Life in the Devonian Seas
Terrestrial Habitats Conquered
The Devonian Extinction
and Tectonics during the Devonian
Leaf and wood of Archaeopteris.
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Lobe-finned fish
Amphibian skull
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The Devonian Extinction
Toward the end of the Devonian, nearly 70% of all invertebrate species vanished during the Late Devonian extinction. Marine species (especially tropical ones) suffered the most extinctions, followed by freshwater species, whereas terrestrial species were hardly affected. In particular, tabulate coral/stromatoporoid reefs vanished entirely, leading to a great decline in worldwide coral reef-building until the Triassic Period. Many species of brachiopods, trilobites, and early fishes went extinct, as did the planktonic graptolites. These extinctions were not the result of a single major extinction event, but rather smaller extinction events that occurred over a period of more than 20 million years.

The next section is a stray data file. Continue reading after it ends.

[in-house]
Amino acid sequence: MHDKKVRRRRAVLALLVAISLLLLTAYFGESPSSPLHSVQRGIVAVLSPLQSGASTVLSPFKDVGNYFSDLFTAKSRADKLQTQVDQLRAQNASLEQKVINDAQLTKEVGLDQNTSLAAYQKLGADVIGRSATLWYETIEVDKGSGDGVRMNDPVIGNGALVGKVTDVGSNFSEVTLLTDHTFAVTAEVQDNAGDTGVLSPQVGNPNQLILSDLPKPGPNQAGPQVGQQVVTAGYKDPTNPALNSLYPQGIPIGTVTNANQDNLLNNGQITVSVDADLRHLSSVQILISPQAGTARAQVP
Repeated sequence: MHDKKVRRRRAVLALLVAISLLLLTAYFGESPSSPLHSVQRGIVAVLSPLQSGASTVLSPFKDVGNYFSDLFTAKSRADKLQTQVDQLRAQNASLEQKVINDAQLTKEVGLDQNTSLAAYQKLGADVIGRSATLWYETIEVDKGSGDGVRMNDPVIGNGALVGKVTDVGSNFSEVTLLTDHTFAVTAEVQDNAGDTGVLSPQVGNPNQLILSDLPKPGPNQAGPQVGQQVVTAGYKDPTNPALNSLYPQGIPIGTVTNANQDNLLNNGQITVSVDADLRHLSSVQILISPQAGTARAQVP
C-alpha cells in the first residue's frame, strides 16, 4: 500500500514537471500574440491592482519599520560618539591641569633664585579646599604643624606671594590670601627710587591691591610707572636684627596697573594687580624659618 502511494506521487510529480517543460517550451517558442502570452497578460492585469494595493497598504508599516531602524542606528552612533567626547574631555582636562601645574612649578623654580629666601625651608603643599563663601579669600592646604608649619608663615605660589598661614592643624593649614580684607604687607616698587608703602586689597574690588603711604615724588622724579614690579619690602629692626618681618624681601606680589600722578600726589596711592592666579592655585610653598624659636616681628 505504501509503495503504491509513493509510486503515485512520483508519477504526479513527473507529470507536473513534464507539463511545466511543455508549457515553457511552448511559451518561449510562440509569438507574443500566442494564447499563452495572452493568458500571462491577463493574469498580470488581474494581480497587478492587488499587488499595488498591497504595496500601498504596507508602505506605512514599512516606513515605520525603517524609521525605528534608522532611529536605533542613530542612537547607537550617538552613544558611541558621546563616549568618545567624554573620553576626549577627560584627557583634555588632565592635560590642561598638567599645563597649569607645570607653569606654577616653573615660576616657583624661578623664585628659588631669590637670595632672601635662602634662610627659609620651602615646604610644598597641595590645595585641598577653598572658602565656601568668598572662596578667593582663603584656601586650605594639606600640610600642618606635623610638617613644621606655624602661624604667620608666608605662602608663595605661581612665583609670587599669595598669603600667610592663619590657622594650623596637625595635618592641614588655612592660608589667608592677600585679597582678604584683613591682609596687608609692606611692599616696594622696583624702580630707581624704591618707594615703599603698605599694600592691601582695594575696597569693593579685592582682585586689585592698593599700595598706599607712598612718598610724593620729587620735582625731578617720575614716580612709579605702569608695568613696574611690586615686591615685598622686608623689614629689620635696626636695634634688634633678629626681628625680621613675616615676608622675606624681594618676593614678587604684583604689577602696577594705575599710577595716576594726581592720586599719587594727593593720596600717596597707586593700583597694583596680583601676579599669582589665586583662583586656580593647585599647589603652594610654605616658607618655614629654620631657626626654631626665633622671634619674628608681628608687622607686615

The causes of the extinctions are uncertain, although there are several viable hypotheses. Most of these focus on the theory that the expansion of terrestrial plants decreased the amount of carbon dioxide in the atmosphere through two separate processes. One process is chemical weathering, a process that uses up carbon dioxide from the atmosphere, and that plants accelerate. The second process is carbon storage. Plants fix carbon dioxide from the atmosphere and convert it to organic carbon, stored in their stems, roots, and leaves. After plants die the organic carbon can be released to the soils. Both of these processes would have increased as terrestrial vegetation spread, reducing the amount of carbon dioxide in the atmosphere, triggering global cooling and eventually glaciation. An asteroid impact may also have occurred at this time.

Overview | Life in the Devonian Seas | Terrestrial Habitats Conquered
The Devonian Extinction | Climate and Tectonics during the Devonian

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